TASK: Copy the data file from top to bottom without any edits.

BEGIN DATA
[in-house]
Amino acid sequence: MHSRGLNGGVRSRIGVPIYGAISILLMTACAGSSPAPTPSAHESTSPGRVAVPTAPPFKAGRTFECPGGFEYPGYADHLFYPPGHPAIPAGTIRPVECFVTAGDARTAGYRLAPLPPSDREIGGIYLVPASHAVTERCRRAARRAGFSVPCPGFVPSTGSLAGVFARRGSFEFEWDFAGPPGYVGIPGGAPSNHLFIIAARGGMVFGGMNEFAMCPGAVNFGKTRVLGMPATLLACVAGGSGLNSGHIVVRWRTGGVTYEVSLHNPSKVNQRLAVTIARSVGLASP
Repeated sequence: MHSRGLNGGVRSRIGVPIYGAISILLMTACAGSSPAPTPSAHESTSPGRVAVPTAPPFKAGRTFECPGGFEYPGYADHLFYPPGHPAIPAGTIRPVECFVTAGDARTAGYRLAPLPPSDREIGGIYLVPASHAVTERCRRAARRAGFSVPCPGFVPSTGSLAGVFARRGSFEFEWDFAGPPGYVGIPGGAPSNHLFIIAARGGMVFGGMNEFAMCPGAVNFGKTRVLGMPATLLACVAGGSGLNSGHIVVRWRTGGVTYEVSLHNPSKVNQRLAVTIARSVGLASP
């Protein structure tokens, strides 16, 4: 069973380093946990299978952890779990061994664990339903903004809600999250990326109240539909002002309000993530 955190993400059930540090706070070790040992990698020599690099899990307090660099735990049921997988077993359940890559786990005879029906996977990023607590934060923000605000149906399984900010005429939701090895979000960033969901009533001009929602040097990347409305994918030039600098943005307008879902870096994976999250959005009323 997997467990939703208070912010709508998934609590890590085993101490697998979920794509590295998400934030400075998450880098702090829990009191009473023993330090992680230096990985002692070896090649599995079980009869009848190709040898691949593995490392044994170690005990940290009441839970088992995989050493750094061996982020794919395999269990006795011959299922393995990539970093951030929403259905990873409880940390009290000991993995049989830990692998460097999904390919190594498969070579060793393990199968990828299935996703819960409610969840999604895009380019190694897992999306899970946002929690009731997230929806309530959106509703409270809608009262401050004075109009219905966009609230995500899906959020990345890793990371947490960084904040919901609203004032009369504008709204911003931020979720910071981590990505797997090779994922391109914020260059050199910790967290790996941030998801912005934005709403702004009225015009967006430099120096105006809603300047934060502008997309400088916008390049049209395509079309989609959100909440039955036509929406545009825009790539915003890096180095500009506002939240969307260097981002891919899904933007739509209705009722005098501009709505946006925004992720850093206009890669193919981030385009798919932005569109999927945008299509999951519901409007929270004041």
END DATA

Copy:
[in-house]
Amino acid sequence: MHSRGLNGGVRSRIGVPIYGAISILLMTACAGSSPAPTPSAHESTSPGRVAVPTAPPFKAGRTFECPGGFEYPGYADHLFYPPGHPAIPAGTIRPVECFVTAGDARTAGYRLAPLPPSDREIGGIYLVPASHAVTERCRRAARRAGFSVPCPGFVPSTGSLAGVFARRGSFEFEWDFAGPPGYVGIPGGAPSNHLFIIAARGGMVFGGMNEFAMCPGAVNFGKTRVLGMPATLLACVAGGSGLNSGHIVVRWRTGGVTYEVSLHNPSKVNQRLAVTIARSVGLASP
Repeated sequence: MHSRGLNGGVRSRIGVPIYGAISILLMTACAGSSPAPTPSAHESTSPGRVAVPTAPPFKAGRTFECPGGFEYPGYADHLFYPPGHPAIPAGTIRPVECFVTAGDARTAGYRLAPLPPSDREIGGIYLVPASHAVTERCRRAARRAGFSVPCPGFVPSTGSLAGVFARRGSFEFEWDFAGPPGYVGIPGGAPSNHLFIIAARGGMVFGGMNEFAMCPGAVNFGKTRVLGMPATLLACVAGGSGLNSGHIVVRWRTGGVTYEVSLHNPSKVNQRLAVTIARSVGLASP
């Protein structure tokens, strides 16, 4: 069973380093946990299978952890779990061994664990339903903004809600999250990326109240539909002002309000993530 955190993400059930540090706070070790040992990698020599690099899990307090660099735990049921997988077993359940890559786990005879029906996977990023607590934060923000605000149906399984900010005429939701090895979000960033969901009533001009929602040097990347409305994918030039600098943005307008879902870096994976999250959005009323 997997467990939703208070912010709508998934609590890590085993101490697998979920794509590295998400934030400075998450880098702090829990009191009473023993330090992680230096990985002692070896090649599995079980009869009848190709040898691949593995490392044994170690005990940290009441839970088992995989050493750094061996982020794919395999269990006795011959299922393995990539970093951030929403259905990873409880940390009290000991993995049989830990692998460097999904390919190594498969070579060793393990199968990828299935996703819960409610969840999604895009380019190694897992999306899970946002929690009731997230929806309530959106509703409270809608009262401050004075109009219905966009609230995500899906959020990345890793990371947490960084904040919901609203004032009369504008709204911003931020979720910071981590990505797997090779994922391109914020260059050199910790967290790996941030998801912005934005709403702004009225015009967006430099120096105006809603300047934060502008997309400088916008390049049209395509079309989609959100909440039955036509929406545009825009790539915003890096180095500009506002939240969307260097981002891919899904933007739509209705009722005098501009709505946006925004992720850093206009890669193919981030385009798919932005569109999927945008299509999951519901409007929270004041």